A review of Debarred Theatre Company's, The Barred

Debarred Theatre Company is truly one of a kind made up entirely of actors, producers, directors and stagehands with first-hand experience of the British justice system. Their first production, The Barred at Chelsea s Royal Court Theatre is beyond immersive; combining satire as sharp as a knife and fraught, love-stricken relationships mimetic of the Bard himself, don t excuse the pun.

The play effortlessly merges private paternal relationships with a more public, politicised backdrop of punitive prison; the writer, Dean Stalham may just be the new David Hare. He explores the one-step-forward-two-steps-backward volatility of life on a council estate, the crime-committing Catch 22; to prosper through malefaction or to remain trapped by the seemingly impenetrable class ceiling.

This is the story of Daniel who is imprisoned wrongly at the hands of his own father and daughter.

The play begins simply; a conversation on a park bench between grandfather and granddaughter. The fairly mundane setting juxtaposes the tension shared between the two characters as they discuss their incarcerated family member, trapped at their expense. Without a proper set, the actors are dependent only on the words to conjure their situation, which is hardly an effort considering the play s mellifluous script.

Stalham is a literary architect; he constructs characters with foundations as solid as the prison walls he abhors, building, layering and perfecting minute details, until Daniel, the protagonist, is made with an almost tangible soul.

Daniel grew up on a crime-fuelled council estate and, as he sits alone in his cell, he reminisces about the time his father stole an ice cream van and fed the whole community.

Cosy memories soon mutate into a more painful understanding of his father s criminal profligacy. He grasps the opportunity to explore what brought him to this cold, dark, damp-ridden cell, rewinding, re-living his childhood. He has known only violence and criminal activity as a form of expression, but in prison, his pen is his greatest weapon.

He writes poetry.

To begin with, Daniel writes with caution, and certainly without any intention to soothe his battered soul. He is coached and cajoled by a well-to-do writer in residence and realises the value of art as a form of universal communication. Through words, Daniel relinquishes his sense of betrayal.

His pen acts as a hammer to chip away at the concrete class ceiling that has previously suffocated him and his family.

Perhaps Stalham s eye for detail, his touching story telling of a man more afraid of artistic expression than the law, is reflective of his own personal experience. First and foremost, Stalham is a father of five. In this play, the father-daughter bond feels shatterproof and is further strengthened by Daniel s unenviable situation.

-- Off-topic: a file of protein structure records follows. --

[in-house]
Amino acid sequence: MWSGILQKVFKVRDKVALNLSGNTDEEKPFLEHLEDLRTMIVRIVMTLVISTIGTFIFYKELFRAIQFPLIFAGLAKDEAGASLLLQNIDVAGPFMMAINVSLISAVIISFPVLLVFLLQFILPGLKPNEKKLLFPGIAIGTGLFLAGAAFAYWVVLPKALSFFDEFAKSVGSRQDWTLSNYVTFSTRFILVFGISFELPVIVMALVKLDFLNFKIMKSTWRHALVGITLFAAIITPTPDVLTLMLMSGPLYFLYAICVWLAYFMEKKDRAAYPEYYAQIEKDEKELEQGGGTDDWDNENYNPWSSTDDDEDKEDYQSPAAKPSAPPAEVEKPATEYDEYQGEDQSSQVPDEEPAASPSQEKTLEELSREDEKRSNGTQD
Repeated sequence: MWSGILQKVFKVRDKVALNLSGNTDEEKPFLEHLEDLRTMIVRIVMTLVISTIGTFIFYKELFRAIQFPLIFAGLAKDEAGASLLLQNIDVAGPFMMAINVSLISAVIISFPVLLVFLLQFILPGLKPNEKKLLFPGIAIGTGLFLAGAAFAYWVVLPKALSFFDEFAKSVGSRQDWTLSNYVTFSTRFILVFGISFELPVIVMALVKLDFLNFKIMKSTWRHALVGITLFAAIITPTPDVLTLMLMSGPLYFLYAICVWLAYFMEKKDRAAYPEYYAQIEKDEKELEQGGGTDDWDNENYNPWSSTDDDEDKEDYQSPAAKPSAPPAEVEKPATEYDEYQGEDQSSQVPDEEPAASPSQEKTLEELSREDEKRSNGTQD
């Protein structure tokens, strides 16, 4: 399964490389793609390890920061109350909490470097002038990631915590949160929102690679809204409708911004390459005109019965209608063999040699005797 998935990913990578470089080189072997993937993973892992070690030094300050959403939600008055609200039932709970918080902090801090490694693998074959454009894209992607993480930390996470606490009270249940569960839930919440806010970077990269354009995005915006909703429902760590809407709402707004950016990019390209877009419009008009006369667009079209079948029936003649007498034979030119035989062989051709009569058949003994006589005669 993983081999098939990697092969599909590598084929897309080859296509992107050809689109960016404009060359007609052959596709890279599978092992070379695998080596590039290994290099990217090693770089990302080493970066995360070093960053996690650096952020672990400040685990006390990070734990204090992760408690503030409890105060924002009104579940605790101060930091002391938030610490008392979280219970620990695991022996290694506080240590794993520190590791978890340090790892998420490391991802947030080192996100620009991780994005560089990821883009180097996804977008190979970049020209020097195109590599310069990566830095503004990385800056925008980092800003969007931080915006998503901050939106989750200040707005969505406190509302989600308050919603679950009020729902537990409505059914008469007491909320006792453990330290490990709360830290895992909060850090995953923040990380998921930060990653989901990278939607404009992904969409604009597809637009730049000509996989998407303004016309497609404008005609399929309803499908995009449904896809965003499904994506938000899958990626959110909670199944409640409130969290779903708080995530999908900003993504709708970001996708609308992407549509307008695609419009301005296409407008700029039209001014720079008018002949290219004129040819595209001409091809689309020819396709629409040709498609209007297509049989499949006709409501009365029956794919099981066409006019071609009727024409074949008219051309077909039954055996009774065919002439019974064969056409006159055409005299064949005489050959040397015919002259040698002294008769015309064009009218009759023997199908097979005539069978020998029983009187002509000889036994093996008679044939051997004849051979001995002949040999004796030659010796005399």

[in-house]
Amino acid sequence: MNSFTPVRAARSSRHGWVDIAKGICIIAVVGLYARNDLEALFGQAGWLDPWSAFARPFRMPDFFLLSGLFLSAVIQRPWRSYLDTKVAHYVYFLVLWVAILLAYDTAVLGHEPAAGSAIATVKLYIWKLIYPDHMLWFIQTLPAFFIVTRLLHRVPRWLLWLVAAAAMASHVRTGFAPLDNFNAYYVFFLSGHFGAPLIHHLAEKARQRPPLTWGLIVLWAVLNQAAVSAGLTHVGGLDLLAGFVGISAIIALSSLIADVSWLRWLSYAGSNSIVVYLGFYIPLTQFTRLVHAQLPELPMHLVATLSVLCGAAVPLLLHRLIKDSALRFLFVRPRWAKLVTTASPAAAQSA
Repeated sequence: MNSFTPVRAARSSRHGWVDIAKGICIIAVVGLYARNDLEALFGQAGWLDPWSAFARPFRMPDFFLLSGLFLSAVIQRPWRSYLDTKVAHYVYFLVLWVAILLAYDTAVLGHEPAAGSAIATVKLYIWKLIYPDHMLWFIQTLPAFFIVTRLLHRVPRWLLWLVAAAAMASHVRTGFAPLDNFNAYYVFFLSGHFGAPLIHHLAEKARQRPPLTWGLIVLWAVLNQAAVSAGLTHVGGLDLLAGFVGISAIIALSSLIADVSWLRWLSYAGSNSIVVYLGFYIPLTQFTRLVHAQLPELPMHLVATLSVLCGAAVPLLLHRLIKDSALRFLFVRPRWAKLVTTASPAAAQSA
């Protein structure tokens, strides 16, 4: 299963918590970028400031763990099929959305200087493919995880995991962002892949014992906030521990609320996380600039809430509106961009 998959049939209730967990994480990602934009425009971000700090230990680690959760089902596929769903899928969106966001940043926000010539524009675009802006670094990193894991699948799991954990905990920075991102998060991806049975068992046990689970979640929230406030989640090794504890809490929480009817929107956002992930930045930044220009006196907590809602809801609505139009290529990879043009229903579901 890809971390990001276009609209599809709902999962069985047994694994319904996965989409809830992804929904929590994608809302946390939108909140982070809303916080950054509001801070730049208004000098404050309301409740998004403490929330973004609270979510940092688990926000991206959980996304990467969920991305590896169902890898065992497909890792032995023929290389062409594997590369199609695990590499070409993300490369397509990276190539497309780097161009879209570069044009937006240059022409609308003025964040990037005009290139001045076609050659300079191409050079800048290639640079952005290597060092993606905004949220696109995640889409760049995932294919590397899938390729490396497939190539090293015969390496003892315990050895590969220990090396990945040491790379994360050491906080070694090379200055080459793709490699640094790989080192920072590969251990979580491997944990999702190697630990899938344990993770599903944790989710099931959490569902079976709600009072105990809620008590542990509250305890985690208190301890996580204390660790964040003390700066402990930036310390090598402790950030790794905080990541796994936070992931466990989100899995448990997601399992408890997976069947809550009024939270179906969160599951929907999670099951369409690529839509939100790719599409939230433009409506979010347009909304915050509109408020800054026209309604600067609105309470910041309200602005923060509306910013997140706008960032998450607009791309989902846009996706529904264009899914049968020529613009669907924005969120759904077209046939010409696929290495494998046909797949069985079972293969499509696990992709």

Daniel writes his poetry for Holly, just as Stalham writes, directs and paints to support his children. Before becoming one of the most encouraging and truthful writers of our time, Stalham, like Daniel, once lived a Gangster s Paradise ending up in three top security prisons. He has served his time, and is now an advocate for art as rehabilitation in prisons, championing his charity Art Saves Lives.

Although written from personal experience, Stalham still seems to make his themes universal and utterly relatable.

The self-professed company known for stretching the boundaries of traditional theatre, is also familiar with the justice system. Each one of them is looking to be debarred from the theatre world after run-ins with the Police in one way or another. The actors, therefore, offered unrivalled experience and in turn connected on a personal level with the plights of their respective characters.

Andrew Paul s representation of Daniel was a tasteful testament to a man undone by failure and fear occasionally dissembled by a hard-man fa ade. Paul wore the character like a second skin; his performance was almost flawless.

Mr Mac, played by Gerry Knoud, is both loathed and loathing; a prison guard who has seen too much violence and too abhorrent crimes to feel emotional attachment to his inmates. In his eyes, Daniel s pen is only useful as a shank to harm other prisoners, rather than a weapon to fight inequality on the outside.

Stalham and Knoud made Mr Mac relatable to the audience, which was pivotal to the play s success. When using a play as a platform for social commentary, it may be difficult to portray the other side of the argument with sincerity. Knoud followed Stalham s brief, ensuring this was a balanced and educative piece of theatre.

This enlightening play didn t need flamboyant staging or over-the-top lighting; the lyricism of the words and the strength of the acting was more than enough to make the story utterly hypnotic, dragging the audience on its rattling roller coaster with it.

This is not a play for Vinnie Jones or Guy Ritchie; this is a story of familial bonds almost too broken to break and of the healing connectivity of art and literature. The Barred is a social commentary with a heart and one of the most important plays of our time.

For more information follow @Debarredtheatre on Twitter

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